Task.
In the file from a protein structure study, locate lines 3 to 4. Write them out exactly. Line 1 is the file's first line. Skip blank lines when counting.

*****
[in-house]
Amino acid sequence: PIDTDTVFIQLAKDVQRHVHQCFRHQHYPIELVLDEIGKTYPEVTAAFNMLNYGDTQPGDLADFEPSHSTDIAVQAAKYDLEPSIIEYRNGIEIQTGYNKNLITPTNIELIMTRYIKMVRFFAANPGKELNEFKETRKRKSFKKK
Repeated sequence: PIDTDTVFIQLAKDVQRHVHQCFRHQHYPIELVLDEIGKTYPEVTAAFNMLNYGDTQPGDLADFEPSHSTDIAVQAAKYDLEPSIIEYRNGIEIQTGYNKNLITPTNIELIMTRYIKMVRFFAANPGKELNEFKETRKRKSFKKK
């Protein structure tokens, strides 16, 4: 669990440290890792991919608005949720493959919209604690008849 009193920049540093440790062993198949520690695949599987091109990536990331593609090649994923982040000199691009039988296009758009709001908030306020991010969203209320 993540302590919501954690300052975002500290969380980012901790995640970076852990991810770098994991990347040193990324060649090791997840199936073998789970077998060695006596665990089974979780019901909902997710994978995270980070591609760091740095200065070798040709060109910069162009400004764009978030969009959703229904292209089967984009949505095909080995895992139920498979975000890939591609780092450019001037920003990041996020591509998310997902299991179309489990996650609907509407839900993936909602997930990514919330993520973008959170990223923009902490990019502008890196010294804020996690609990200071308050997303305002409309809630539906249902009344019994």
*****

Repeated sequence: PIDTDTVFIQLAKDVQRHVHQCFRHQHYPIELVLDEIGKTYPEVTAAFNMLNYGDTQPGDLADFEPSHSTDIAVQAAKYDLEPSIIEYRNGIEIQTGYNKNLITPTNIELIMTRYIKMVRFFAANPGKELNEFKETRKRKSFKKK
């Protein structure tokens, strides 16, 4: 669990440290890792991919608005949720493959919209604690008849 009193920049540093440790062993198949520690695949599987091109990536990331593609090649994923982040000199691009039988296009758009709001908030306020991010969203209320 993540302590919501954690300052975002500290969380980012901790995640970076852990991810770098994991990347040193990324060649090791997840199936073998789970077998060695006596665990089974979780019901909902997710994978995270980070591609760091740095200065070798040709060109910069162009400004764009978030969009959703229904292209089967984009949505095909080995895992139920498979975000890939591609780092450019001037920003990041996020591509998310997902299991179309489990996650609907509407839900993936909602997930990514919330993520973008959170990223923009902490990019502008890196010294804020996690609990200071308050997303305002409309809630539906249902009344019994």